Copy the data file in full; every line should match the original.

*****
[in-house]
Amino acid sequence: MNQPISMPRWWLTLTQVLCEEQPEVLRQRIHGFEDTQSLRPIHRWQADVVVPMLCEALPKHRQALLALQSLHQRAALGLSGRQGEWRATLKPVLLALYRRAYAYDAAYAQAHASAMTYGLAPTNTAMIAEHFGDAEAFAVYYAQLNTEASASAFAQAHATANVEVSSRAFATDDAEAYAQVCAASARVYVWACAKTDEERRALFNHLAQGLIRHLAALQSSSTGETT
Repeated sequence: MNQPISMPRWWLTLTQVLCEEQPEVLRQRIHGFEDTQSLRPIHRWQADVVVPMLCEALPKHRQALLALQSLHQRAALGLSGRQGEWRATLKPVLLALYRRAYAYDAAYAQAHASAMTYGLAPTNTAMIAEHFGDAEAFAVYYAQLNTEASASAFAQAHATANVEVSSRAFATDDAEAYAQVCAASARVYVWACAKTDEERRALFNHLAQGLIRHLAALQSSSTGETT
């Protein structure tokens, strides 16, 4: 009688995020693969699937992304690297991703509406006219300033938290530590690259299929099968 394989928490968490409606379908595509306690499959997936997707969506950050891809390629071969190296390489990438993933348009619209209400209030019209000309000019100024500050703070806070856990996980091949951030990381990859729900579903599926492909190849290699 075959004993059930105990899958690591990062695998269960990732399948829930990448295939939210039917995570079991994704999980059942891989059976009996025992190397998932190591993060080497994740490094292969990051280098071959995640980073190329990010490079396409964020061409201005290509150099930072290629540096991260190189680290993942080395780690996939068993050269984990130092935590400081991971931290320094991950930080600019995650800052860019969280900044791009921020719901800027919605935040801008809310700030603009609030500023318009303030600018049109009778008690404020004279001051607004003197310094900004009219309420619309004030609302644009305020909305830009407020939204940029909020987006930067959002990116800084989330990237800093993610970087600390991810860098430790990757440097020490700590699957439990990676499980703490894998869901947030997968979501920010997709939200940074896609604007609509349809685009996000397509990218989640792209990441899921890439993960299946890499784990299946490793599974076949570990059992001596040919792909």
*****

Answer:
[in-house]
Amino acid sequence: MNQPISMPRWWLTLTQVLCEEQPEVLRQRIHGFEDTQSLRPIHRWQADVVVPMLCEALPKHRQALLALQSLHQRAALGLSGRQGEWRATLKPVLLALYRRAYAYDAAYAQAHASAMTYGLAPTNTAMIAEHFGDAEAFAVYYAQLNTEASASAFAQAHATANVEVSSRAFATDDAEAYAQVCAASARVYVWACAKTDEERRALFNHLAQGLIRHLAALQSSSTGETT
Repeated sequence: MNQPISMPRWWLTLTQVLCEEQPEVLRQRIHGFEDTQSLRPIHRWQADVVVPMLCEALPKHRQALLALQSLHQRAALGLSGRQGEWRATLKPVLLALYRRAYAYDAAYAQAHASAMTYGLAPTNTAMIAEHFGDAEAFAVYYAQLNTEASASAFAQAHATANVEVSSRAFATDDAEAYAQVCAASARVYVWACAKTDEERRALFNHLAQGLIRHLAALQSSSTGETT
């Protein structure tokens, strides 16, 4: 009688995020693969699937992304690297991703509406006219300033938290530590690259299929099968 394989928490968490409606379908595509306690499959997936997707969506950050891809390629071969190296390489990438993933348009619209209400209030019209000309000019100024500050703070806070856990996980091949951030990381990859729900579903599926492909190849290699 075959004993059930105990899958690591990062695998269960990732399948829930990448295939939210039917995570079991994704999980059942891989059976009996025992190397998932190591993060080497994740490094292969990051280098071959995640980073190329990010490079396409964020061409201005290509150099930072290629540096991260190189680290993942080395780690996939068993050269984990130092935590400081991971931290320094991950930080600019995650800052860019969280900044791009921020719901800027919605935040801008809310700030603009609030500023318009303030600018049109009778008690404020004279001051607004003197310094900004009219309420619309004030609302644009305020909305830009407020939204940029909020987006930067959002990116800084989330990237800093993610970087600390991810860098430790990757440097020490700590699957439990990676499980703490894998869901947030997968979501920010997709939200940074896609604007609509349809685009996000397509990218989640792209990441899921890439993960299946890499784990299946490793599974076949570990059992001596040919792909």